Plantain Primer

How to buy, store, ripen, and prep Latin cooking's top banana.

Published Aug. 3, 2021.

In the United States, the dessert banana dominates supermarket shelves, but in the Caribbean Basin and Latin America, its starchier botanical cousin, the plantain, proliferates. The fruit is so integral to the cuisines of these areas, “we think of it as ours,” noted the Cuban-born chef and culinary historian Maricel Presilla, author of the award-winning exploration of Latin cooking Gran Cocina Latina: The Food of Latin America (2012). 

In truth, the plantain is an import that originated in Asia; traveled to Africa; and then made its way to the Americas in the 1500s, where enslaved Africans helped spread it across the region. The reasons the fruit took hold are simple: The plantain not only grows readily in tropical climates but also has the rare quality of being edible at all stages of ripeness. And culinarily, its transformation from dense and starchy to plush and sweet offers unlimited possibility. This cooking banana can be used at discrete points in its ripening cycle or combined at different stages for a specific effect—to blend a firmer texture with a creamier one, say, or a nuttier taste with a fruitier one. “The sky's the limit,” said Presilla. 

Buying plantains

Color is one way to determine ripeness, but assessing texture is also important, because overly cool temperatures can cause darkening but slow ripening.


Intensely green. Mildly nutty with no hint of sweetness. Should feel firm and full in their skins.


Yellowy green, with a few dark spots. Faintly sweet. Should yield slightly to the touch.

Very Ripe

Heavily to entirely blackened. Fruity and sweet. Should be soft like a fully ripe avocado.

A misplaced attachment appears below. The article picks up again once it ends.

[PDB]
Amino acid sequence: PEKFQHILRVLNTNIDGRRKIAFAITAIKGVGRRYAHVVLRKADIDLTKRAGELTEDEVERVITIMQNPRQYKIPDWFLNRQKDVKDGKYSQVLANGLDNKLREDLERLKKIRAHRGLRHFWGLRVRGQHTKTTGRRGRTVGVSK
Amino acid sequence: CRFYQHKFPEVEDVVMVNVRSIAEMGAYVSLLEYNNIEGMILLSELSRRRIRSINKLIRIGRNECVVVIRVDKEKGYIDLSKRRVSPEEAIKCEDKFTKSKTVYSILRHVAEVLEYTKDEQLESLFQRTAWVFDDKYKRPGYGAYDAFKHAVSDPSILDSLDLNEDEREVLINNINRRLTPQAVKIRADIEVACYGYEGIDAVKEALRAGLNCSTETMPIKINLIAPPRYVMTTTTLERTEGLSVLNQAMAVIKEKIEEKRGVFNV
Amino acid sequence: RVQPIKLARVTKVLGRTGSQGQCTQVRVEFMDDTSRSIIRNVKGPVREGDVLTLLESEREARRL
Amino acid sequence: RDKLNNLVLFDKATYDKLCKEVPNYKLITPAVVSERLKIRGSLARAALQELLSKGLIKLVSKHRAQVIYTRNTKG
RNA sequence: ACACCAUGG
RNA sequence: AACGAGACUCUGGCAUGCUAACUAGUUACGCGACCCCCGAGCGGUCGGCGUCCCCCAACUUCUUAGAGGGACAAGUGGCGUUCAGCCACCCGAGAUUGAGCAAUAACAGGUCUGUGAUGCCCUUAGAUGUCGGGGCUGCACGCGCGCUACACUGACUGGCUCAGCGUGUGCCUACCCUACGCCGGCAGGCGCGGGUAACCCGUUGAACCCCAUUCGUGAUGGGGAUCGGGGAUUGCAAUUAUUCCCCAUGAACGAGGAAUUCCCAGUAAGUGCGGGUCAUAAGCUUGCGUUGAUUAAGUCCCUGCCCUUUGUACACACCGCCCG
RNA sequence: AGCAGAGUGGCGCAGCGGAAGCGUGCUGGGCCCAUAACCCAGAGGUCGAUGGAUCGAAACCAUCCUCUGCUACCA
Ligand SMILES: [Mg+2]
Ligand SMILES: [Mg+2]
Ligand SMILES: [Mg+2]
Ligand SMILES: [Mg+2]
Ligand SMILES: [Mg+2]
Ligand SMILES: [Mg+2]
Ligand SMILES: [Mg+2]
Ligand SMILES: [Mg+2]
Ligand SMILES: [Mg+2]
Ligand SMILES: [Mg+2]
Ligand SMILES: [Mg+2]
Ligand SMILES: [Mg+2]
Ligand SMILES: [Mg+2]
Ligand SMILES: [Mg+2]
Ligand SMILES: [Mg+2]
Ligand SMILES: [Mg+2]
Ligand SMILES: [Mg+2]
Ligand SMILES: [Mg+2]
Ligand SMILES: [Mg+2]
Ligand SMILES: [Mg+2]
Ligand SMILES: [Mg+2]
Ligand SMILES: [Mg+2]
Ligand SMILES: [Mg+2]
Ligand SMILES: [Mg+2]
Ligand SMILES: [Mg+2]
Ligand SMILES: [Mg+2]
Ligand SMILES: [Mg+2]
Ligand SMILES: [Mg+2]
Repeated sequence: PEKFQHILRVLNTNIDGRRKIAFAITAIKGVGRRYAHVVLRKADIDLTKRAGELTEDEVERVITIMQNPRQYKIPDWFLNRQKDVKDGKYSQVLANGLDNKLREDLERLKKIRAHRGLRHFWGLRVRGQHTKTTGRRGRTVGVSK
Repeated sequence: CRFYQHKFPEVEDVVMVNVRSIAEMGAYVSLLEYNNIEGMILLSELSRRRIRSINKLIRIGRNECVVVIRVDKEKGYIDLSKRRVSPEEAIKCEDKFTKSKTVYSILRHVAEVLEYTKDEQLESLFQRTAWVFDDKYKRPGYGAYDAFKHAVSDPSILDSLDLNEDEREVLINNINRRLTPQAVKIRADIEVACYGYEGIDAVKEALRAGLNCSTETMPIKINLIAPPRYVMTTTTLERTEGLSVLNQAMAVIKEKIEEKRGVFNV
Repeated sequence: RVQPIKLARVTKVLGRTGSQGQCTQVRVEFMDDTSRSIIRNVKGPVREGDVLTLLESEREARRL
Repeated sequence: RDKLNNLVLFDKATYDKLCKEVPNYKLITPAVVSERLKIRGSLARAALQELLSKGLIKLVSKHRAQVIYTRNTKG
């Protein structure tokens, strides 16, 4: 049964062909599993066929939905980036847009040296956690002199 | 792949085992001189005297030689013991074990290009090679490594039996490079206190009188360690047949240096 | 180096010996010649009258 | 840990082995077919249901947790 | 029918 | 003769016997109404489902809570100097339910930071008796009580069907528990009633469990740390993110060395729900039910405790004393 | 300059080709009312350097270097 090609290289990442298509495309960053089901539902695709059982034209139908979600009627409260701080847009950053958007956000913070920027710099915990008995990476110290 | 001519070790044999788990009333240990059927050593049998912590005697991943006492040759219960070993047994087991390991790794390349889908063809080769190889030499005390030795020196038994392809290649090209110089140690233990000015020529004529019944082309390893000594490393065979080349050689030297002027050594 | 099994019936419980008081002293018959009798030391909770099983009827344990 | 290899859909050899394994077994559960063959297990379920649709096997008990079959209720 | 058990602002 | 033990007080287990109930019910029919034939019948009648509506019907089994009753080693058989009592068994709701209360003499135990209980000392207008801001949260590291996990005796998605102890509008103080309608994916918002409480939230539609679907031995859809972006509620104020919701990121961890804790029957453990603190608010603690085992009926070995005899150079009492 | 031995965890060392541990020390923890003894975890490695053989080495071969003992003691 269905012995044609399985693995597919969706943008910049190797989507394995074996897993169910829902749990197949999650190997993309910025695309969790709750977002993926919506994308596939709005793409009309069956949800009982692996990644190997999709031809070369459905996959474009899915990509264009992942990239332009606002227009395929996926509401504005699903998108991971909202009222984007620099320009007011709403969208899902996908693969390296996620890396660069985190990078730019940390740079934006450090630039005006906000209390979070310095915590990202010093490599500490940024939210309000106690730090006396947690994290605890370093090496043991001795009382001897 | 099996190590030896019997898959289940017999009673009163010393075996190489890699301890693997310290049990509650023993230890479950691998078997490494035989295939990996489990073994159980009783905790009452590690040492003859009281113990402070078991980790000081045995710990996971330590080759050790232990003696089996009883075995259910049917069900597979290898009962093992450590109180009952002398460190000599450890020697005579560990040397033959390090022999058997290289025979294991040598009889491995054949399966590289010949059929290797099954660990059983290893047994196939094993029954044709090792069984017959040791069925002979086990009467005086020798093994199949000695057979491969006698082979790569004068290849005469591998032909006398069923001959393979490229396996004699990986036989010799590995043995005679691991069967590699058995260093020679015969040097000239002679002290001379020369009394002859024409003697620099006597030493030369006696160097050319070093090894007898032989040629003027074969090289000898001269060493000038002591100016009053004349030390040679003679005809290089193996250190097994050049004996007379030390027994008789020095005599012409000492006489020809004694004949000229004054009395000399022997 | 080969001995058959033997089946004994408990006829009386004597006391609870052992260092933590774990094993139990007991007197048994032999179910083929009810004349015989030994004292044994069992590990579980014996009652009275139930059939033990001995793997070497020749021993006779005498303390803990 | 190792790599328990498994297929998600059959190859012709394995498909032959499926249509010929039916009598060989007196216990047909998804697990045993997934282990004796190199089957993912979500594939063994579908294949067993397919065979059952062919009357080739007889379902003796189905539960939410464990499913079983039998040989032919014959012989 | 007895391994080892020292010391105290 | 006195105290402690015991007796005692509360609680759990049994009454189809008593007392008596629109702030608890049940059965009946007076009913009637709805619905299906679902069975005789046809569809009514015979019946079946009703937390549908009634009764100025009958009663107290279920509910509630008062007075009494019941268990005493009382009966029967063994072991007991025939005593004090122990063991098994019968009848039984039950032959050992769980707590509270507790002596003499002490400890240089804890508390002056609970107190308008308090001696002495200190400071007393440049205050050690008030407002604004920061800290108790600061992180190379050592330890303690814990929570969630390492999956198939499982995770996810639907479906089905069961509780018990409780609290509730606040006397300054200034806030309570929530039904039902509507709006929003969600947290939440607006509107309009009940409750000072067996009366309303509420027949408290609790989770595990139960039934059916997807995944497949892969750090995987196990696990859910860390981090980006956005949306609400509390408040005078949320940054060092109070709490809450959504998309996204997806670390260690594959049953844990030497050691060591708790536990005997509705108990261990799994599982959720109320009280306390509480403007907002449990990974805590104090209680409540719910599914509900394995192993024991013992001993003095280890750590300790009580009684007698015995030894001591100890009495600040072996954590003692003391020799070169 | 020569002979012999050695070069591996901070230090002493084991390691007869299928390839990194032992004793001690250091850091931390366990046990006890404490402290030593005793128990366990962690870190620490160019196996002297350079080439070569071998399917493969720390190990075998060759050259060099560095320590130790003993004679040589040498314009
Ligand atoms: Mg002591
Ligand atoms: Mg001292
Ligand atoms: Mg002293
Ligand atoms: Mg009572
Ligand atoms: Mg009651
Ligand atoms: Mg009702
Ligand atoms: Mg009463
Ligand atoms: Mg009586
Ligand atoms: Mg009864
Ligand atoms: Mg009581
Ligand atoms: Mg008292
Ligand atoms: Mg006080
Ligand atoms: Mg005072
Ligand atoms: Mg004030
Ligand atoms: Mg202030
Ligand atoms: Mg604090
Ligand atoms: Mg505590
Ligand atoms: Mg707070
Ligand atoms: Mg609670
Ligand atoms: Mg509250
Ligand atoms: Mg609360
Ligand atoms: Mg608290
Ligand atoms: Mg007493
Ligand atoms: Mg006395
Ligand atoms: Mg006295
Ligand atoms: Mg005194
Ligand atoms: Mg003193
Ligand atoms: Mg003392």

Storing and ripening plantains

Stored at cool room temperature, green plantains won’t change color for at least a week. They become half-ripe after several more days and ripe to very ripe a week or so later. To accelerate ripening, place the plantains in a paper bag.


Peeling plantains

Plantain skins are tougher than those of other bananas, and they can be hard to remove, even after their outer layer has thinned with ripening. This method can help.

1. Cut off both ends of plantain. With tip of paring knife, make 1 cut lengthwise through skin, taking care not to cut through to fruit.

2. Pull away skin from side versus lengthwise. If plantain is green, you may need to use a spoon to help lift skin from fruit.

Pastelón (Puerto Rican Sweet Plantain and Picadillo Casserole)

With its layers of fried sweet plantains cushioning briny, sofrito-laced ground beef, this Puerto Rican casserole is the epitome of comfort food.
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Fried Sweet Plantains (Plátanos Maduros)

Fried plantains are eaten in many Latin American countries. For our version of Cuban-style plátanos maduros, we made sure to select very ripe plantains with black peels.
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